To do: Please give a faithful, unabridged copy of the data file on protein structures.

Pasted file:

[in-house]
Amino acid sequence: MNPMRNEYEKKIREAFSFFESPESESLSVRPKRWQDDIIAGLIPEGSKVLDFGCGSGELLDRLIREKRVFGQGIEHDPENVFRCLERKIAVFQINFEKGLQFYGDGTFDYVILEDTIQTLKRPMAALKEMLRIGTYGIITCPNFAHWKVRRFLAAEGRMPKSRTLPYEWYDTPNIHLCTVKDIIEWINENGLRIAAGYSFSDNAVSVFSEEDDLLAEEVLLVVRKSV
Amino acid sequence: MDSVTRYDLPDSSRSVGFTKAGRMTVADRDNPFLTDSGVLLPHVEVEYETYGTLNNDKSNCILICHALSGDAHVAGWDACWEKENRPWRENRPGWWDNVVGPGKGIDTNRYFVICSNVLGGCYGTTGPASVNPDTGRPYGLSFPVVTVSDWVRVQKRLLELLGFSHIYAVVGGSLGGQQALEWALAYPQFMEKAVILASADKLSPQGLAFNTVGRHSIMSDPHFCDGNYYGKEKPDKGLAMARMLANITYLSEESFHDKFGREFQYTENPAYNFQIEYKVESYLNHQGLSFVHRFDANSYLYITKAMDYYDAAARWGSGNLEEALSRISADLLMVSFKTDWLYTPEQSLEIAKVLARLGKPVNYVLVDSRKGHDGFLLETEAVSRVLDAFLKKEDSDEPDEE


[in-house]
Amino acid sequence: MNPMRNEYEKKIREAFSFFESPESESLSVRPKRWQDDIIAGLIPEGSKVLDFGCGSGELLDRLIREKRVFGQGIEHDPENVFRCLERKIAVFQINFEKGLQFYGDGTFDYVILEDTIQTLKRPMAALKEMLRIGTYGIITCPNFAHWKVRRFLAAEGRMPKSRTLPYEWYDTPNIHLCTVKDIIEWINENGLRIAAGYSFSDNAVSVFSEEDDLLAEEVLLVVRKSV
Amino acid sequence: MDSVTRYDLPDSSRSVGFTKAGRMTVADRDNPFLTDSGVLLPHVEVEYETYGTLNNDKSNCILICHALSGDAHVAGWDACWEKENRPWRENRPGWWDNVVGPGKGIDTNRYFVICSNVLGGCYGTTGPASVNPDTGRPYGLSFPVVTVSDWVRVQKRLLELLGFSHIYAVVGGSLGGQQALEWALAYPQFMEKAVILASADKLSPQGLAFNTVGRHSIMSDPHFCDGNYYGKEKPDKGLAMARMLANITYLSEESFHDKFGREFQYTENPAYNFQIEYKVESYLNHQGLSFVHRFDANSYLYITKAMDYYDAAARWGSGNLEEALSRISADLLMVSFKTDWLYTPEQSLEIAKVLARLGKPVNYVLVDSRKGHDGFLLETEAVSRVLDAFLKKEDSDEPDEE